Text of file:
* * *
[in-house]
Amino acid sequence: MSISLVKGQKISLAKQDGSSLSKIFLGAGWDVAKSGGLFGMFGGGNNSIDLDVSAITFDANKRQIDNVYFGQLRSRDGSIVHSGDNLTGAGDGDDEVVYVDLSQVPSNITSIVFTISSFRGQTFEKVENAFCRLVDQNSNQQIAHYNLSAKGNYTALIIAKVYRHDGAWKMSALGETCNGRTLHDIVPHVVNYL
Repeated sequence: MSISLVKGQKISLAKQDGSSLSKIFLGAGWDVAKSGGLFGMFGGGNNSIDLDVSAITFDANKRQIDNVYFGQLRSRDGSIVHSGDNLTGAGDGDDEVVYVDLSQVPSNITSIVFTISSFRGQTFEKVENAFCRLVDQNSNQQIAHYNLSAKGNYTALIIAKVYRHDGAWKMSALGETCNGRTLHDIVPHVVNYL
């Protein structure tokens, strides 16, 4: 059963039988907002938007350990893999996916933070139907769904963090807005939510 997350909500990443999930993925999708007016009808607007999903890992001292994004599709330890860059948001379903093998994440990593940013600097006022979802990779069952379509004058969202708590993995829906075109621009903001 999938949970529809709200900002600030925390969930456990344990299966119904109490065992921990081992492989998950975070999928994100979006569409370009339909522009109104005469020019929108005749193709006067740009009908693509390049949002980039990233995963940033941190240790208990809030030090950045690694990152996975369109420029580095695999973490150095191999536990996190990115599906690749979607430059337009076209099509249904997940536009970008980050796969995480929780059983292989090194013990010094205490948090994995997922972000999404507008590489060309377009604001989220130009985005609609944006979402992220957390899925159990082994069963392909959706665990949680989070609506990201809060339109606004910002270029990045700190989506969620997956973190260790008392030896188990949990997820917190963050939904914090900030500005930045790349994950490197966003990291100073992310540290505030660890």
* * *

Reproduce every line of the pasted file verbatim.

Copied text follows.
[in-house]
Amino acid sequence: MSISLVKGQKISLAKQDGSSLSKIFLGAGWDVAKSGGLFGMFGGGNNSIDLDVSAITFDANKRQIDNVYFGQLRSRDGSIVHSGDNLTGAGDGDDEVVYVDLSQVPSNITSIVFTISSFRGQTFEKVENAFCRLVDQNSNQQIAHYNLSAKGNYTALIIAKVYRHDGAWKMSALGETCNGRTLHDIVPHVVNYL
Repeated sequence: MSISLVKGQKISLAKQDGSSLSKIFLGAGWDVAKSGGLFGMFGGGNNSIDLDVSAITFDANKRQIDNVYFGQLRSRDGSIVHSGDNLTGAGDGDDEVVYVDLSQVPSNITSIVFTISSFRGQTFEKVENAFCRLVDQNSNQQIAHYNLSAKGNYTALIIAKVYRHDGAWKMSALGETCNGRTLHDIVPHVVNYL
């Protein structure tokens, strides 16, 4: 059963039988907002938007350990893999996916933070139907769904963090807005939510 997350909500990443999930993925999708007016009808607007999903890992001292994004599709330890860059948001379903093998994440990593940013600097006022979802990779069952379509004058969202708590993995829906075109621009903001 999938949970529809709200900002600030925390969930456990344990299966119904109490065992921990081992492989998950975070999928994100979006569409370009339909522009109104005469020019929108005749193709006067740009009908693509390049949002980039990233995963940033941190240790208990809030030090950045690694990152996975369109420029580095695999973490150095191999536990996190990115599906690749979607430059337009076209099509249904997940536009970008980050796969995480929780059983292989090194013990010094205490948090994995997922972000999404507008590489060309377009604001989220130009985005609609944006979402992220957390899925159990082994069963392909959706665990949680989070609506990201809060339109606004910002270029990045700190989506969620997956973190260790008392030896188990949990997820917190963050939904914090900030500005930045790349994950490197966003990291100073992310540290505030660890």